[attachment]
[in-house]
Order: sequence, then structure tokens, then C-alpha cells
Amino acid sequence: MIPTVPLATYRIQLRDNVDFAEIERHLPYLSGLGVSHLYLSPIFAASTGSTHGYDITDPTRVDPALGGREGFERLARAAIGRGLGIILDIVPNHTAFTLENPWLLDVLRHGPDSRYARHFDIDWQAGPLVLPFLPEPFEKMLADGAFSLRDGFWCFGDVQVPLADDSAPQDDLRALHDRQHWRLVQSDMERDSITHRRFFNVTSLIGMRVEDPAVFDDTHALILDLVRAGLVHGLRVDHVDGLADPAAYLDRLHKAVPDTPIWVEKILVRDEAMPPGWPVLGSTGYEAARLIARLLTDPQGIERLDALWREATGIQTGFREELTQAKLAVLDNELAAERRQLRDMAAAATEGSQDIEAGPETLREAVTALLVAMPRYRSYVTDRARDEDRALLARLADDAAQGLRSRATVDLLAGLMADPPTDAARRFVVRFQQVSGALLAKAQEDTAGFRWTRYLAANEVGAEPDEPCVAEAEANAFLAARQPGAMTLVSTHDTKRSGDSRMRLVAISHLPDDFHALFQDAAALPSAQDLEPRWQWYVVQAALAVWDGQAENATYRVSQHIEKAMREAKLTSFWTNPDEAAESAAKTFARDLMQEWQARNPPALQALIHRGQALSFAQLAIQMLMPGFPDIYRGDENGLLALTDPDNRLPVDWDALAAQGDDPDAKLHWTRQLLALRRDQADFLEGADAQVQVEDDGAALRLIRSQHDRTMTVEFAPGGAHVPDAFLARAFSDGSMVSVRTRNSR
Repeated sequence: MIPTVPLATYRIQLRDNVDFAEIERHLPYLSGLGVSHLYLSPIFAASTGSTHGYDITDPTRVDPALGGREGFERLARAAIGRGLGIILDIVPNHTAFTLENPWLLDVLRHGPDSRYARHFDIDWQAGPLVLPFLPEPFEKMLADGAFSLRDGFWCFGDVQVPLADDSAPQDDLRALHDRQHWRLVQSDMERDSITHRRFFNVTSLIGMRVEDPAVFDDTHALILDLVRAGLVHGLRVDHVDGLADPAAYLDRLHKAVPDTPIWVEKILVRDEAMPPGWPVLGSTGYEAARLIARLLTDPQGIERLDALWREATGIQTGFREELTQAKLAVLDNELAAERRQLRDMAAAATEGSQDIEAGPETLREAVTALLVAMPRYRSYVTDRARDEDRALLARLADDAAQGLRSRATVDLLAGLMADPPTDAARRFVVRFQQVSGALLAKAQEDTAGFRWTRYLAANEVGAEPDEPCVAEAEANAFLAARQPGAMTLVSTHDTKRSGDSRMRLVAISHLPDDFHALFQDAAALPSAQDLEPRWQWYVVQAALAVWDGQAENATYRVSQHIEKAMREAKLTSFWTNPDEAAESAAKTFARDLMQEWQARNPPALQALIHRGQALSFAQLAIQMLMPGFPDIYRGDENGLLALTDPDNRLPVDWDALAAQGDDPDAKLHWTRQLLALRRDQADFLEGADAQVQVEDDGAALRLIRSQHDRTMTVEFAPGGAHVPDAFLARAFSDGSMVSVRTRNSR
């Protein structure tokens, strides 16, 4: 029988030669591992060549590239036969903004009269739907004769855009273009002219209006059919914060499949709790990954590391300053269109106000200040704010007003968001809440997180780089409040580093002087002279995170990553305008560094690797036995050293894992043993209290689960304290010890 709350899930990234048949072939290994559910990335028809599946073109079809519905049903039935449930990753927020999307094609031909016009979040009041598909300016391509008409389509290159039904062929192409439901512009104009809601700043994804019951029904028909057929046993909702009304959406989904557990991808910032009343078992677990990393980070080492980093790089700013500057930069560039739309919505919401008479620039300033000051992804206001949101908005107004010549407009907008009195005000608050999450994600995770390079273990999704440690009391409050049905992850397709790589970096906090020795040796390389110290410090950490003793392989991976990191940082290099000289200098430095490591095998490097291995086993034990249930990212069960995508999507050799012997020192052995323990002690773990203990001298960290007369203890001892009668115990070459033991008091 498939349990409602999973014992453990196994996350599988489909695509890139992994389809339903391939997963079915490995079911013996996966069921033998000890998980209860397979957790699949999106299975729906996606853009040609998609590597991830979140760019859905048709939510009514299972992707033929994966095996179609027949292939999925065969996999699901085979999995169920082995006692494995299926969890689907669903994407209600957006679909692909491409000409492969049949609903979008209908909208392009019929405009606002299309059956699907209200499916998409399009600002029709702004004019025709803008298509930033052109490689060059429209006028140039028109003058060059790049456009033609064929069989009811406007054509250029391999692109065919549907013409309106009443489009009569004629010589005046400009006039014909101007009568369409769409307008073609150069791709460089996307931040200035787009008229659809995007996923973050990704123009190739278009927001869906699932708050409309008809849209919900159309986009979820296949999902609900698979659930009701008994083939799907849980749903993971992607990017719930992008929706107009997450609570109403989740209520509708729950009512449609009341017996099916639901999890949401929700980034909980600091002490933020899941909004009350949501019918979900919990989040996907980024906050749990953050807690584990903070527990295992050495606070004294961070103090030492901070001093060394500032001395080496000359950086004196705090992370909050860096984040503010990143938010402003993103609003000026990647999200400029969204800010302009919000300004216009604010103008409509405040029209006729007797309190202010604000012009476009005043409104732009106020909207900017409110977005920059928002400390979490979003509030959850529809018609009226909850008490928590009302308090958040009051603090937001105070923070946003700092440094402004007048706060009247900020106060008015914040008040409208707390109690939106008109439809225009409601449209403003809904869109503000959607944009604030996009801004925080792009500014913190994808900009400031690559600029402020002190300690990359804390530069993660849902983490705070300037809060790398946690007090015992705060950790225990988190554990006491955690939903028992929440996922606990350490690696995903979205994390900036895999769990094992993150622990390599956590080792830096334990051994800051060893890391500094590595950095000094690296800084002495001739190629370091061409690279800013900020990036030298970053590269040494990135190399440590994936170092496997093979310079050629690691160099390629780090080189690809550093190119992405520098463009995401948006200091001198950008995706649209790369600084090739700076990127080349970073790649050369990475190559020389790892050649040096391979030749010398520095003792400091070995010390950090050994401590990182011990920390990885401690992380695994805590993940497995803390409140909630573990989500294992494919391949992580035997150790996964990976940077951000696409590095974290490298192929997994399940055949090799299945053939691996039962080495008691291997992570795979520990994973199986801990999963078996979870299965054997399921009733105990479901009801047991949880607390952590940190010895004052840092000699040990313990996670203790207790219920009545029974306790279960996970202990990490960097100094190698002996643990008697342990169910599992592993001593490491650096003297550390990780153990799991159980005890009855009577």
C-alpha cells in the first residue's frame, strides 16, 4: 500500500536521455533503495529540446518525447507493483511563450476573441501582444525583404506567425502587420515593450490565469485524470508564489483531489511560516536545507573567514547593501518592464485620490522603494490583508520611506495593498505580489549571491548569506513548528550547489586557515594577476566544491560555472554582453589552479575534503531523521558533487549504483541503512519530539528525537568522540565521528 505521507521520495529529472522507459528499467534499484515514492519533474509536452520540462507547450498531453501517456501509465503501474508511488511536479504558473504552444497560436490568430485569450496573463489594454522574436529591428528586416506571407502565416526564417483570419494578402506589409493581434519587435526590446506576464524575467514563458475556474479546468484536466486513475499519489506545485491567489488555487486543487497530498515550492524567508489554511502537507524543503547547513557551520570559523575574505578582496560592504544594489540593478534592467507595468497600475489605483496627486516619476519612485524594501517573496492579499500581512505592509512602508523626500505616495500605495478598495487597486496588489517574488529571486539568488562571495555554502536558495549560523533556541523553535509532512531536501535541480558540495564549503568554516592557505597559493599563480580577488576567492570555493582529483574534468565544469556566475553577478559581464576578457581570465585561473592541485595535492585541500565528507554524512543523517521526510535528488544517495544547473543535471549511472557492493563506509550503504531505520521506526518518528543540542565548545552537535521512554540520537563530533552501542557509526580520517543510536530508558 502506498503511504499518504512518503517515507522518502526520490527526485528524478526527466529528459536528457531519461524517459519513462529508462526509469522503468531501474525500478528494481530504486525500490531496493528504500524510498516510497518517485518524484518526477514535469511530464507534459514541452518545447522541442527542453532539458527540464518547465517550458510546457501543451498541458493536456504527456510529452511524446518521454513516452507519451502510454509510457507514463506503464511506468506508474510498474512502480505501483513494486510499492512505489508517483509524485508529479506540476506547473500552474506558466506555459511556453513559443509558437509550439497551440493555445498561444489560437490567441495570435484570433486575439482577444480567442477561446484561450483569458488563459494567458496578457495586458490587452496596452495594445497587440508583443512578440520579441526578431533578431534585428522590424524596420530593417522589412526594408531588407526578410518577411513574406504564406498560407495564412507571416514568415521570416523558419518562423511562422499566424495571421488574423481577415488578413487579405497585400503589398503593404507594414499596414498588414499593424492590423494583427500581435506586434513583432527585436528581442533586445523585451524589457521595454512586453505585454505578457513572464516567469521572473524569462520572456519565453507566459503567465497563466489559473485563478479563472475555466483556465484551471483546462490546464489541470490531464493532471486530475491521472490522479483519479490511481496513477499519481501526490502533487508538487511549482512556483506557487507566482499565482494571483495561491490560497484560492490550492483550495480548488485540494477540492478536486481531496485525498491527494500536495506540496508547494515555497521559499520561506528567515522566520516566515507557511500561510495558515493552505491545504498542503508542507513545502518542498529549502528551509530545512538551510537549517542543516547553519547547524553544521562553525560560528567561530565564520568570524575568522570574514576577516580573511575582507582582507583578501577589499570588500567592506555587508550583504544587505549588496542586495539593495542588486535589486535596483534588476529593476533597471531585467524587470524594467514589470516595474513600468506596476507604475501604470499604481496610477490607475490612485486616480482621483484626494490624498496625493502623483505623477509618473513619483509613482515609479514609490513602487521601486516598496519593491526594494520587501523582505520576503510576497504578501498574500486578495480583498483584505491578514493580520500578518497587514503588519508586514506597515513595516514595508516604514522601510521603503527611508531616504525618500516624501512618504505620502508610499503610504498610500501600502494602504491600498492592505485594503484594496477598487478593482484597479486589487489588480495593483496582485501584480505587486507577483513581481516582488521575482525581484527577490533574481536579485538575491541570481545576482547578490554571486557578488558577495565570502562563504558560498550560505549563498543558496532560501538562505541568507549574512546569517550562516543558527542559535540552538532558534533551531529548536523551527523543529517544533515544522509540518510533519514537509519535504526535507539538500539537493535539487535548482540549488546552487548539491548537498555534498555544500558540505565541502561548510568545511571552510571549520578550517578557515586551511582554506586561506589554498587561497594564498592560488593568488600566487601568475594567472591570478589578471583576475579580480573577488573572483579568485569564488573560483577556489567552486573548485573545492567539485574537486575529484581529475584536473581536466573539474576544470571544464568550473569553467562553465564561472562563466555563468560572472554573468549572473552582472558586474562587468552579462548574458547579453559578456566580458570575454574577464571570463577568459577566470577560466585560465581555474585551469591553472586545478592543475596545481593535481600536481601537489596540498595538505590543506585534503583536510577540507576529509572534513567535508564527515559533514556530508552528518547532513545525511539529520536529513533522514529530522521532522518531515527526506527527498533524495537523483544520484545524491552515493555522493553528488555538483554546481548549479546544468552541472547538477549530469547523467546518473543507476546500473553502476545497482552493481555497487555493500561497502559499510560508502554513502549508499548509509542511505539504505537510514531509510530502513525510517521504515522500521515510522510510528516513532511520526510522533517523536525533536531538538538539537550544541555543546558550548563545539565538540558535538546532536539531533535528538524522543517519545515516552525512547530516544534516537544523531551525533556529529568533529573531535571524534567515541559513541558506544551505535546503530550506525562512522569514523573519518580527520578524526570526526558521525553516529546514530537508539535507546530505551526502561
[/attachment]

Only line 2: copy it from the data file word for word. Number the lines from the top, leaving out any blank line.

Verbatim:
Order: sequence, then structure tokens, then C-alpha cells